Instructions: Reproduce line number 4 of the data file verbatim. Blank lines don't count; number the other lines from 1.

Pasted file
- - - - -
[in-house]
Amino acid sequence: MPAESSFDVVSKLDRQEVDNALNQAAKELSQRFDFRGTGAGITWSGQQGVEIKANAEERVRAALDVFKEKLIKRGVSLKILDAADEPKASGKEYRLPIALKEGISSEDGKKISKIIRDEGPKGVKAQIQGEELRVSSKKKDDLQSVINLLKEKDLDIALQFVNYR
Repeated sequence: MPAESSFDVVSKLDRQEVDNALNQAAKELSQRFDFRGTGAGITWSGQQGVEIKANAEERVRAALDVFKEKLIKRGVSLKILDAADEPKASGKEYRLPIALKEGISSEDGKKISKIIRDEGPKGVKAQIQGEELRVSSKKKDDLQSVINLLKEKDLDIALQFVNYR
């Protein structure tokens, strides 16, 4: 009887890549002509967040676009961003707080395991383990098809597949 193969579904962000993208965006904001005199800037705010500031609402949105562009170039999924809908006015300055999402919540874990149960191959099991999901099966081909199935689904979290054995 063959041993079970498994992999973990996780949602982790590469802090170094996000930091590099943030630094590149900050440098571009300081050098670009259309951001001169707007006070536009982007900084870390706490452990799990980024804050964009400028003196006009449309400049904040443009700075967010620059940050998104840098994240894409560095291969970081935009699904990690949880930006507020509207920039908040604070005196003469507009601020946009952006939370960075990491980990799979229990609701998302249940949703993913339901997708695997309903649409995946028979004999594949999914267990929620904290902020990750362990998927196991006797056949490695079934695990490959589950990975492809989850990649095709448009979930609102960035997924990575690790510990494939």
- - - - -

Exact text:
């Protein structure tokens, strides 16, 4: 009887890549002509967040676009961003707080395991383990098809597949 193969579904962000993208965006904001005199800037705010500031609402949105562009170039999924809908006015300055999402919540874990149960191959099991999901099966081909199935689904979290054995 063959041993079970498994992999973990996780949602982790590469802090170094996000930091590099943030630094590149900050440098571009300081050098670009259309951001001169707007006070536009982007900084870390706490452990799990980024804050964009400028003196006009449309400049904040443009700075967010620059940050998104840098994240894409560095291969970081935009699904990690949880930006507020509207920039908040604070005196003469507009601020946009952006939370960075990491980990799979229990609701998302249940949703993913339901997708695997309903649409995946028979004999594949999914267990929620904290902020990750362990998927196991006797056949490695079934695990490959589950990975492809989850990649095709448009979930609102960035997924990575690790510990494939």